“City Underestimates Public Health Risk from Kailua Sewage, State Warns: This Must Not Happen”

The Ministry of Health is currently investigating the cause of high levels of bacteria in treated sewage from the Kailua Area Sewage Treatment Plant, built in the 1960s. Between April 8 and May 4, test samples detected unusually high levels of enterococci in the treated sewage discharged about a mile outside Kailua Bay. State environmental officials expressed concern about the health risks and advised the public to avoid the waters in the area. The state’s own news release on May 5 revealed the severity of the bacteria levels, which violated the city’s National Pollutant Emissions Elimination System permit.

In response, the city of Kailua issued a press release stating that the bacteria levels had returned to acceptable levels over the past three days and that the plant was back in compliance. The city is still investigating the persistent high bacterial levels in the plant. The city also tested for bacteria along the bay’s shoreline during the same period, and the results showed high levels of enterococci for four days. Although the city claimed that this was due to storm runoff from heavy rains, state health officials could not confirm whether this was the case.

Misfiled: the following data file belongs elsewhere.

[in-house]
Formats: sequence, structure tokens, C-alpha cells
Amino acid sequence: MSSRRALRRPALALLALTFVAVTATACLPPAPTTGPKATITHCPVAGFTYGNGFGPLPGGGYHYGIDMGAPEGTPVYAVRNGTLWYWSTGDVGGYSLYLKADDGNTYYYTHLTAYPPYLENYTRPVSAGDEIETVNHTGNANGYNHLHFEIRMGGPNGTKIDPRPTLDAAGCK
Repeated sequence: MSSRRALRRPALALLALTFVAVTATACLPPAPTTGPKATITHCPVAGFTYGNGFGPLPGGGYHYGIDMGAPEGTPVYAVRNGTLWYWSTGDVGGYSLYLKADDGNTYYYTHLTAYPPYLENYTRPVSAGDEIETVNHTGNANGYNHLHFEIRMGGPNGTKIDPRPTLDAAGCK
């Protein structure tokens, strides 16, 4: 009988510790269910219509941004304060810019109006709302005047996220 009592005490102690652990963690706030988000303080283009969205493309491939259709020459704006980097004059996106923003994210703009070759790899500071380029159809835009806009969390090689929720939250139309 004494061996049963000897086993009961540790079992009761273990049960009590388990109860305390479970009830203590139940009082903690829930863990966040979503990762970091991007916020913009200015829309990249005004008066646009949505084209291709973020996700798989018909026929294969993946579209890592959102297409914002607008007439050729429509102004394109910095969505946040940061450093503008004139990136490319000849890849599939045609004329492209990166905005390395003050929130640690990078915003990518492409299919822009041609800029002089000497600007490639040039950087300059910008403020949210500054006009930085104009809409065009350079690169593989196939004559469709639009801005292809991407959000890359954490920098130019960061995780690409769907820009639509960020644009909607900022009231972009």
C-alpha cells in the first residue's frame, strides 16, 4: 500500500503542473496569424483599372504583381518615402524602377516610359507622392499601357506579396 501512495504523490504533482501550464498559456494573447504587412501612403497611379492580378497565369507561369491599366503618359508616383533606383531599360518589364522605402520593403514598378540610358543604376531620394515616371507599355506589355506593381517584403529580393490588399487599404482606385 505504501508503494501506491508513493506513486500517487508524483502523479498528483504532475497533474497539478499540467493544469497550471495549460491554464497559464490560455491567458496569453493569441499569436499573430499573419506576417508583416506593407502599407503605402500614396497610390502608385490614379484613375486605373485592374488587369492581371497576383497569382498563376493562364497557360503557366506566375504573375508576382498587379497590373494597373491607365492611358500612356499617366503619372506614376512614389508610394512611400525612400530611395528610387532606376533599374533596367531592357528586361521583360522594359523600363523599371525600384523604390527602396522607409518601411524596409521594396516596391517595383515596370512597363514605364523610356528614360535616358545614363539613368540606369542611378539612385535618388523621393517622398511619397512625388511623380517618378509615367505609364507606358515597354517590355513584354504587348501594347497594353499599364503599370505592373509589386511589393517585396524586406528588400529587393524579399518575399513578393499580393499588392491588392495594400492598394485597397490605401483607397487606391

Enterococci can be harmful to humans, as it can cause various infections, requiring long-term antibiotics. Both state and federal regulators continue to investigate the city’s sewage operations at the plant, particularly after the Environmental Protection Agency required the city to take steps to effectively treat bacteria in Kailua sewage last December. The city will need to take six different steps to improve plant operations, most of which should be completed within a year.

The city has requested $34 million in the city’s 2024 budget to improve the city’s solid waste management and has spent $11 million on backup systems to treat sewage with ultraviolet light to minimize enterococcal levels. Meanwhile, The Civil Beat’s Community Health Coverage is supported by various organizations, including the Atherton Family Foundation and the Cook Foundation.

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